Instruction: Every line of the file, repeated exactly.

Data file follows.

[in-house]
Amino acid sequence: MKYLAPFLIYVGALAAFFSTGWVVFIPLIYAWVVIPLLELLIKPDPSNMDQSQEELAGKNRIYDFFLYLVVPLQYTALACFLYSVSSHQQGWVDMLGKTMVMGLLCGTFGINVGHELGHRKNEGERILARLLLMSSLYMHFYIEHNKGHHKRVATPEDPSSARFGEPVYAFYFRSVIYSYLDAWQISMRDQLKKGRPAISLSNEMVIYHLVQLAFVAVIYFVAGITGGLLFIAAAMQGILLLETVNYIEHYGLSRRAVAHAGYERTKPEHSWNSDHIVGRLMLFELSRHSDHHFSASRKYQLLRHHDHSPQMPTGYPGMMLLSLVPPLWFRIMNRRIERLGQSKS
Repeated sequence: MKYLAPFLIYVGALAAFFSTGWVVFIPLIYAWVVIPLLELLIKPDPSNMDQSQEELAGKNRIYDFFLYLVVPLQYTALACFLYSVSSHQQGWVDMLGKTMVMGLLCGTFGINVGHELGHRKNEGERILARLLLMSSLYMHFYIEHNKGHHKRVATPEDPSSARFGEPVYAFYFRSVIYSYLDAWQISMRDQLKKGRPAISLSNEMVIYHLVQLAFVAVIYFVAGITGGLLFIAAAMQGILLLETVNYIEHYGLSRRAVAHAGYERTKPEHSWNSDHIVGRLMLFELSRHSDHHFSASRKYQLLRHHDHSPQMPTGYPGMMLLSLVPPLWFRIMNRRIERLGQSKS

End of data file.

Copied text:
[in-house]
Amino acid sequence: MKYLAPFLIYVGALAAFFSTGWVVFIPLIYAWVVIPLLELLIKPDPSNMDQSQEELAGKNRIYDFFLYLVVPLQYTALACFLYSVSSHQQGWVDMLGKTMVMGLLCGTFGINVGHELGHRKNEGERILARLLLMSSLYMHFYIEHNKGHHKRVATPEDPSSARFGEPVYAFYFRSVIYSYLDAWQISMRDQLKKGRPAISLSNEMVIYHLVQLAFVAVIYFVAGITGGLLFIAAAMQGILLLETVNYIEHYGLSRRAVAHAGYERTKPEHSWNSDHIVGRLMLFELSRHSDHHFSASRKYQLLRHHDHSPQMPTGYPGMMLLSLVPPLWFRIMNRRIERLGQSKS
Repeated sequence: MKYLAPFLIYVGALAAFFSTGWVVFIPLIYAWVVIPLLELLIKPDPSNMDQSQEELAGKNRIYDFFLYLVVPLQYTALACFLYSVSSHQQGWVDMLGKTMVMGLLCGTFGINVGHELGHRKNEGERILARLLLMSSLYMHFYIEHNKGHHKRVATPEDPSSARFGEPVYAFYFRSVIYSYLDAWQISMRDQLKKGRPAISLSNEMVIYHLVQLAFVAVIYFVAGITGGLLFIAAAMQGILLLETVNYIEHYGLSRRAVAHAGYERTKPEHSWNSDHIVGRLMLFELSRHSDHHFSASRKYQLLRHHDHSPQMPTGYPGMMLLSLVPPLWFRIMNRRIERLGQSKS